Motivation isn’t what it used to be.
In the past, people associated it with mythical or spiritual causes. Others through it was something you were born with or a question of using various dubious substances to alter the state of consciousness.
Although these may be true to a certain extent, recent discoveries in neurobiology have given us tremendous insight into what makes us productive and happy. This article cannot summarize the huge literature that’s published right now on this subject but we will do our best to present you the most actionable and important items.
Your motivation, productivity and self-esteem fluctuate depending on two neurotransmitters – dopamine and serotonin. (which are, technically, the only two things your brain enjoys) Let’s explore them briefly…
Dopamine is the neurotransmitter which directs your behavior, influencing your motivation towards personal rewards, meditating your learning process and keeping you full of energy and focus throughout your ordeals. It’s also called the “motivation molecule” because it’s the main neurotransmitter which mediates all your actions and behaviors when it comes to productivity.
Most people suffer from low levels of dopamine – which is also a side-effect from adapting to our comforting, numbing lifestyle lacking in challenges. Common low dopamine symptoms include fatigue, lack of motivation, inability to experience pleasure, insomnia, hard time getting going in the morning, mood swings, forgetfulness, memory loss, inability to focus and concentrate, inability to connect with others, low libido, sugar cravings, caffeine cravings, inability to handle stress, inability to lose weight and many more.
Dopamine is produced when you achieve something (even a small, immediate goal), when you are immersed in an activity that you are interested in, when you are creating something, and also while meditating and exercising. A healthy nutrition with enough protein from healthy source is also vital for providing the building blocks to produce dopamine. There are other behaviors which trigger the production of dopamine as well.
What’s very interesting to know is that most addictions correlate with low levels of dopamine as well – not just physical addictions but psychological addictions as well. This means that dopamine is also responsible for the greed for power, money, sex and social status. There are a lot of philosophical and moral implications which we will not explore for the moment – but you should know that these neurotransmitters don’t differentiate between right or wrong, morality or decadence. This is the most important point to remember – without awareness and objectivity, it is very easy to become victims of our neurobiology.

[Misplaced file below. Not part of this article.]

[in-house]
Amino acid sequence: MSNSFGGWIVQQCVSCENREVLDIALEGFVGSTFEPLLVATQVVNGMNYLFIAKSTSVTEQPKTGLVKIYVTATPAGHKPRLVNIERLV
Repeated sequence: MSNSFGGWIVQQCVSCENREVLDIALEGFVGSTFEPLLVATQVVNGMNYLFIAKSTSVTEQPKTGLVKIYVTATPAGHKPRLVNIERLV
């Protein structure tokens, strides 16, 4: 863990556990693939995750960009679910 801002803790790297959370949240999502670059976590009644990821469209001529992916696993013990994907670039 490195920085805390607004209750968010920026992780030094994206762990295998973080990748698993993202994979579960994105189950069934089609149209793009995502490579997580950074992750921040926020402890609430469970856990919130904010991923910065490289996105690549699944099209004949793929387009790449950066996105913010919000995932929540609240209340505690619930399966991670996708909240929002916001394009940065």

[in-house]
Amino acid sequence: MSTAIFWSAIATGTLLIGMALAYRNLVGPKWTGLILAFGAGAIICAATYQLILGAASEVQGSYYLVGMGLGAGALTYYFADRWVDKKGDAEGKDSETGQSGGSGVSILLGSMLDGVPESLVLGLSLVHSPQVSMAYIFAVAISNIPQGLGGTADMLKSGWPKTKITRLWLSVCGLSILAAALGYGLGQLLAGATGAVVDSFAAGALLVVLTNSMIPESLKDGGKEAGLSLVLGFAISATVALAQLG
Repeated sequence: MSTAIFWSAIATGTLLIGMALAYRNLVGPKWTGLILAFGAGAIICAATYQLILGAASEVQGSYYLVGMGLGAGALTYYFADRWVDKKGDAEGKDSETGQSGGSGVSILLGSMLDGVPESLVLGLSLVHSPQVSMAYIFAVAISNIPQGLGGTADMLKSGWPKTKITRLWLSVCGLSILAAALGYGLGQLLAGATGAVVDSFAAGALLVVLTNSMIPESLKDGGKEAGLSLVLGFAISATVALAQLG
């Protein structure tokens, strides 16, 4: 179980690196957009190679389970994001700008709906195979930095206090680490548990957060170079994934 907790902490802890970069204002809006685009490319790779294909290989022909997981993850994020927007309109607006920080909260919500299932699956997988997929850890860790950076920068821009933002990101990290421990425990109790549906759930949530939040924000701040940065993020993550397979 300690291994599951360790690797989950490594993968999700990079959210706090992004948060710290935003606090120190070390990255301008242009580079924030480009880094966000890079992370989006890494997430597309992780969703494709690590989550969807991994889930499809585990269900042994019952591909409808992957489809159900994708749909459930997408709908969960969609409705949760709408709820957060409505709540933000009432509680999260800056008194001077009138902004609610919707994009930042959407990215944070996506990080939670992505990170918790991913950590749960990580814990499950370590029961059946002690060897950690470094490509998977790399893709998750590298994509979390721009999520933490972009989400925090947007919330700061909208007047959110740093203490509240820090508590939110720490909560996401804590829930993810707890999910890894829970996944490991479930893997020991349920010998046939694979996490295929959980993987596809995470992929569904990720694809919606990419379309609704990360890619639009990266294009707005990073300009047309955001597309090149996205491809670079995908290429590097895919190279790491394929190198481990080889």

Serotonin, on the other hand, is the neurotransmitter responsible for feeling blissful, content and “having arrived”. This neurotransmitter helps you feel socially adapted, calm and peaceful. Think of it as nature’s “feel-good” reward molecule which is produced when you achieve the goals which guarantee your survival and well-being as an individual.
Common serotonin deficiency symptoms are the following – depression and anxiety, losing the capacity to feel pleasure, insomnia, anger, being unusually sensitive to pain, carbohydrate cravings and binge eating, constipation, digestive disorders, feeling glum from lack of sunlight, feeling overly dependent on others, feeling overwhelmed, hypervigilance, insomnia, joylessness, low self-esteem, migraines, poor cognitive function, tinnitus and others.
Serotonin is produced when we expose ourselves to the sun, when we eat carbohydrates, when we are having sex (or even meaningful, intimate social interactions), when meditating and taking a nap, as well as other behaviors.
Here’s the interesting part – these two neurotransmitters are antagonizing to each other. More specifically, when serotonin is produced in higher quantities, dopamine levels drop – which means that you cannot feel motivated and pumped-up while in the same time you feel blissful, chill and laid-back. This is very interesting if you think about it – nature made us in a way so that we do not mix the two states altogether, otherwise we wouldn’t get much out of either of them.
A natural balance between these two neurotransmitters is also necessary, otherwise we would not be able to be sensitive enough to our needs and to the environment. For example, if we produce too much dopamine and not enough serotonin, our dopamine receptors in the brain would get too “tired” from the excess of dopamine, hence even if you have a lot of dopamine in your brain, it will quickly become tiresome and frustrating while the benefits would recede. That’s why it is crucial that we maintain some sort of balance and moderation, which is also highly specific to every individual.
The whole picture is much more complex than it seems to be. There are a couple of hundreds of scientific studies done only on dopamine and we are still scratching the surface when it comes to understanding the complexity of the whole mechanism of how neurotransmitters work in determining our behavior. The inter-connection between dopamine and serotonin is also mind-boggling, forcing us to consider that moderation and achieving some sort of balance is the highest goal we can achieve, both as individuals and as a collective.
What we would encourage you to do is do your own research and understand the implications of these two neurotransmitters in your life. Doing so will help you become much more productive, motivated and happy while also being aware of how your behavior is influenced. A clean diet, regular exercise, good sleep and lowering stress levels also represent the basis of promoting a healthy environment in which optimal levels of dopamine and serotonin are produced.
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